Changes to Discover Canada Study Guide

Changes in Discover Canada Study guide for Canadian Citizenship Test

Canadian Press gets first look at the Changes in Discover Canada Study guide for Canadian Citizenship Test and they are hinting that liberal government has completely over hauled the study guide and ultimately the Canadian Citizenship Test.

The last update done to current “Discover Canada” guide was in 2011 when the previous Conservative government did its own redesign to provide more information on Canadian values and history. There were some changes that attracted some controversy, including increased detail about the War of 1812 and a warning that certain “barbaric cultural practices,” such as honour killings and female genital mutilation, are crimes in Canada.

When Liberal formed the government, former Liberal Immigration Minister John McCallum declared in early 2016 that the book was up for a rewrite and these were the elements they wanted to target for a rewrite. Now with the new draft that has been released so far we see what that means however at this there is no set timetable to the final update to take effect.

Changes in Discover Canada Study guide

In the draft version, the reference to barbaric cultural practices is gone, as is the inclusion of getting a job as one of the responsibilities of citizenship.

Instead, the proposed new guide breaks down the responsibilities of citizenship into two categories: voluntary and mandatory.

Voluntary responsibilities are listed as respecting the human rights of others, understanding official bilingualism and participating in the political process.

Obeying the law, serving on a jury, paying taxes, filling out the census and respecting treaties with Indigenous Peoples are mandatory.





“Today, Canadians, for example, can own their own homes and buy land thanks to treaties that the government negotiated,” the draft version says. “Every Canadian has responsibilities under those treaties as well. They are agreements of honour.”

The draft guide delves extensively into the history and present-day lives of Indigenous Peoples, including multiple references to the Truth and Reconciliation Commission’s report on residential schools and a lengthy section on what happened at those schools. The current guide contains a single paragraph.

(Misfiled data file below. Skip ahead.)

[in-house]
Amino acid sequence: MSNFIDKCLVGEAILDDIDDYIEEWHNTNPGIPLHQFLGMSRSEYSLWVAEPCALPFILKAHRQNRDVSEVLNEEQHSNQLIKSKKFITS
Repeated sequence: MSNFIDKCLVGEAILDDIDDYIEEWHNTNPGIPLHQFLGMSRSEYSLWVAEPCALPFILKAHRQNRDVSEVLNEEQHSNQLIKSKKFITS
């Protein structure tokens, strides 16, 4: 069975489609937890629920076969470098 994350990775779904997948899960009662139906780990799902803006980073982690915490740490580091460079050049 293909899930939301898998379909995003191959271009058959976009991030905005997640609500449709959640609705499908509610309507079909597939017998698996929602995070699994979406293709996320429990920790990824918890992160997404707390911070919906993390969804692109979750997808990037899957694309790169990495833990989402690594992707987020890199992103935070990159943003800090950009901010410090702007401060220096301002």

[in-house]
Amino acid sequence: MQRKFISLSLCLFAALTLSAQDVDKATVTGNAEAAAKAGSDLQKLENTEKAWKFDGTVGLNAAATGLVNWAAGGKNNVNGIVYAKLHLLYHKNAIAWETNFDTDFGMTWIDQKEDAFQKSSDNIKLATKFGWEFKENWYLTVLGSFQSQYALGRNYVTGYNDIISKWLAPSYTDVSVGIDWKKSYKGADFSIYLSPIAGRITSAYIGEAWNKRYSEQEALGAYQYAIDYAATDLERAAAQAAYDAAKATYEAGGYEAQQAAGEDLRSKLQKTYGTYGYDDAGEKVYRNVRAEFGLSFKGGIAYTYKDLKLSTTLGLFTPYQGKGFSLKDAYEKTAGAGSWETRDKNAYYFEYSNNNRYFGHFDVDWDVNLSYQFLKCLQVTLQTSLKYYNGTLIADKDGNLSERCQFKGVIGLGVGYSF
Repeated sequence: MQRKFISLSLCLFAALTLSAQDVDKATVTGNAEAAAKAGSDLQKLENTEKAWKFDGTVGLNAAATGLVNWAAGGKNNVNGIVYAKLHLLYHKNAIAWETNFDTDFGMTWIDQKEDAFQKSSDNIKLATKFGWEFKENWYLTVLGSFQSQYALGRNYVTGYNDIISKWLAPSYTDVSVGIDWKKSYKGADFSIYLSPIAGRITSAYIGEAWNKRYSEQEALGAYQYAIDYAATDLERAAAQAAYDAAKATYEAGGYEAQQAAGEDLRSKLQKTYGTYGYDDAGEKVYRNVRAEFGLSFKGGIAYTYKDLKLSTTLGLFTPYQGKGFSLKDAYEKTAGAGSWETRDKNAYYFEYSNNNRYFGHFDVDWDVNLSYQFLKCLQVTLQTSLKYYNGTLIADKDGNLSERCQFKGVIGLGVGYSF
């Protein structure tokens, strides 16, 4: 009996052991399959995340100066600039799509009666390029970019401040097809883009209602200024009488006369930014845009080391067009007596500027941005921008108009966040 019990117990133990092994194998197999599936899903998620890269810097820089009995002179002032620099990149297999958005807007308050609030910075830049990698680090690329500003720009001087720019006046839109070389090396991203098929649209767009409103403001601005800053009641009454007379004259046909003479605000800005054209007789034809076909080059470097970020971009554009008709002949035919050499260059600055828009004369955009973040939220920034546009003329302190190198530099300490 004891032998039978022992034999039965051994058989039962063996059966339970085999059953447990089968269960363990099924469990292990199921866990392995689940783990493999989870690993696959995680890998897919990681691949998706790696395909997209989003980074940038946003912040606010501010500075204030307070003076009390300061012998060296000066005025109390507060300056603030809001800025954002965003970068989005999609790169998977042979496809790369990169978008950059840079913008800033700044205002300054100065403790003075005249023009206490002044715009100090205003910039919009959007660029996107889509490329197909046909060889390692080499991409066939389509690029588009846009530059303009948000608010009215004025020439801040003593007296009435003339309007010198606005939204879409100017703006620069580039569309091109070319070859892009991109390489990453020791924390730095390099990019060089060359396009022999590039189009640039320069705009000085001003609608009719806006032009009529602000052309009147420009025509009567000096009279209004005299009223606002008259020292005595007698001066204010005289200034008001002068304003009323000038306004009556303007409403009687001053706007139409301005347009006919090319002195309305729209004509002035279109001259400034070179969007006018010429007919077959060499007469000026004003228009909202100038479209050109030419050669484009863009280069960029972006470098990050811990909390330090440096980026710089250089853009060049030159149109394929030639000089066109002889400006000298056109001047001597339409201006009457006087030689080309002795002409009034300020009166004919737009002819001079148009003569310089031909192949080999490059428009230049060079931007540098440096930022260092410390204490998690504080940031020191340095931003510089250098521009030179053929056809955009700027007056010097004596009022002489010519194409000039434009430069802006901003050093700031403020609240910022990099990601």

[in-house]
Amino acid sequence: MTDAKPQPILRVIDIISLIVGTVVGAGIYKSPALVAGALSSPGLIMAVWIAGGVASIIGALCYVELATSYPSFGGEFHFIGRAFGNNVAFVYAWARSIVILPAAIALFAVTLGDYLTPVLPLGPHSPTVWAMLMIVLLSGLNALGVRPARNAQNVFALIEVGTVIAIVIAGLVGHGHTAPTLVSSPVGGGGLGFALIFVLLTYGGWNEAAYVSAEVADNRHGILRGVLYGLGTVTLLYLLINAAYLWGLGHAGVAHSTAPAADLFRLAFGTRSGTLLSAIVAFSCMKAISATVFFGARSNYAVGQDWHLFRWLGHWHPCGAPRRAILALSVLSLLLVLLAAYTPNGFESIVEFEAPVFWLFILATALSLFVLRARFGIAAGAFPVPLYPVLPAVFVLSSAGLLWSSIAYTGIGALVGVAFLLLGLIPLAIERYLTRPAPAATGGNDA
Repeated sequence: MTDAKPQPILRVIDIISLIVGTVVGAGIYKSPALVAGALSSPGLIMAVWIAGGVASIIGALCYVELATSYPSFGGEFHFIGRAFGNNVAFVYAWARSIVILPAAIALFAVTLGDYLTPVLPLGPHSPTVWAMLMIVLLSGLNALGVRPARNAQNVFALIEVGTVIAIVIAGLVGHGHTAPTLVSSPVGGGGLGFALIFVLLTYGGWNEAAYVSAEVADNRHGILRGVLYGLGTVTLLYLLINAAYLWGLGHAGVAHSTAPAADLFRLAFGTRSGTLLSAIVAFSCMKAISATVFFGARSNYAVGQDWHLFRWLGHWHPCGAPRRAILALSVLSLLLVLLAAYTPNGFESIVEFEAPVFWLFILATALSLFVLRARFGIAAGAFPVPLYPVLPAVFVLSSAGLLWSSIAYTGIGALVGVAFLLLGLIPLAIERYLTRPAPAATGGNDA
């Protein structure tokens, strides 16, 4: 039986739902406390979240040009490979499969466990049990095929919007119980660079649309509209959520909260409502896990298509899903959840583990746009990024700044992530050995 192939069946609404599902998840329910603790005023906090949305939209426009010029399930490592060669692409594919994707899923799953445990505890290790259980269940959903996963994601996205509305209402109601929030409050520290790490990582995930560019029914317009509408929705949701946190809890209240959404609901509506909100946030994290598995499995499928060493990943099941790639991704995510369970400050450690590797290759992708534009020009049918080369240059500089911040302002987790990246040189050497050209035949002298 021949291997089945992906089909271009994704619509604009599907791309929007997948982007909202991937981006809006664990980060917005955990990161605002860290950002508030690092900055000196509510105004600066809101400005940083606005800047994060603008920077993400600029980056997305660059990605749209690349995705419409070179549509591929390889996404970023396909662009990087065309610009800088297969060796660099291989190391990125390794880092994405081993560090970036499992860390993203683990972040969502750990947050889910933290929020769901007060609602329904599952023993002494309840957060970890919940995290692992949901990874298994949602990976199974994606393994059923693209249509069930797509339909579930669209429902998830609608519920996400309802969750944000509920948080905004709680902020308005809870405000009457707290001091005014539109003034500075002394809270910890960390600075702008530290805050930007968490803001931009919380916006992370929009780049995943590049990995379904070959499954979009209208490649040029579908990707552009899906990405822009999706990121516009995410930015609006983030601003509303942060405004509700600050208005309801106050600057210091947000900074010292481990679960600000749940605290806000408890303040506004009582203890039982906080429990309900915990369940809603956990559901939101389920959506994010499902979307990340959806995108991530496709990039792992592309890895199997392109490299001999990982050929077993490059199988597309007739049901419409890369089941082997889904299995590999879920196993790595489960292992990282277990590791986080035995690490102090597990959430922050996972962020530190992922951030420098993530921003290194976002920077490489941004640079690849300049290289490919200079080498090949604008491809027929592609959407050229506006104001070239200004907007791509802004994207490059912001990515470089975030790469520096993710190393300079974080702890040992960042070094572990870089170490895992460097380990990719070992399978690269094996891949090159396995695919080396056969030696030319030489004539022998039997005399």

The draft also devotes substantive sections to sad chapters of Canadian history when the Chinese, South Asians, Jews and disabled Canadians were discriminated against, references that were absent or exceptionally limited previously.

The new version also documents the evolution of the rights of gay, lesbian, bisexual and transgender groups, as well as other sexual minorities. Bureaucrats had sought to include similar themes in the 2011 book but were overruled by then-immigration minister Jason Kenney, with their efforts reduced to a single line on gay marriage.

There’s also an entirely new section called “Quality of Life in Canada” that delves into the education system — including a pitch for people to save money for their children’s schooling — the history of medicare, descriptions of family life, leisure time, effects of the environment on Canadian arts and culture and even a paragraph seeking to explain Canadian humour.

Canadians like to make fun of themselves, the book notes.

“Humour and satire about the experience of Indigenous, radicalized, refugee and immigration peoples and their experiences is growing in popularity,” the section says.

The Changes in Discover Canada Study guide are part of a much broader renewal of citizenship laws and process that is underway. In June, legislation passed that changed the age for those who need to pass the knowledge test for citizenship, among other things.

Briefing notes obtained separately from the draft copy show nearly every government department is being consulted for input into the guide. But the team inside the Immigration Department didn’t just look there.

They were also taking cues from Prime Minister Justin Trudeau, sharing copies of his remarks for themes to incorporate.

One of Trudeau’s often repeated mantras — “Canada has learned how to be strong not in spite of our differences, but because of them” — appears to be paraphrased directly in the opening section of the book: Canadians have learned how to be strong because of our differences.”

Effective date for the Changes in Discover Canada Study guide

The briefing notes say the guide is to be released to mark Canada’s 150th birthday but elsewhere note that production time is at least four months once a final version has been approved. So there really is no set schedule at this time. Keep your eyes here and will let you know the changes do come in effect. Until then you can still use this copy for your preparation of Canadian citizenship test.

A spokesperson for the Immigration Department stressed the importance of the consultations that have gone into the new guide.

“While this may take more time, this broader approach will result in a final product that better reflects Canada’s diversity and Indigenous history, as recommended by the Truth and Reconciliation Commission,” Lindsay Wemp said in an email.

(Source: Canadian press)

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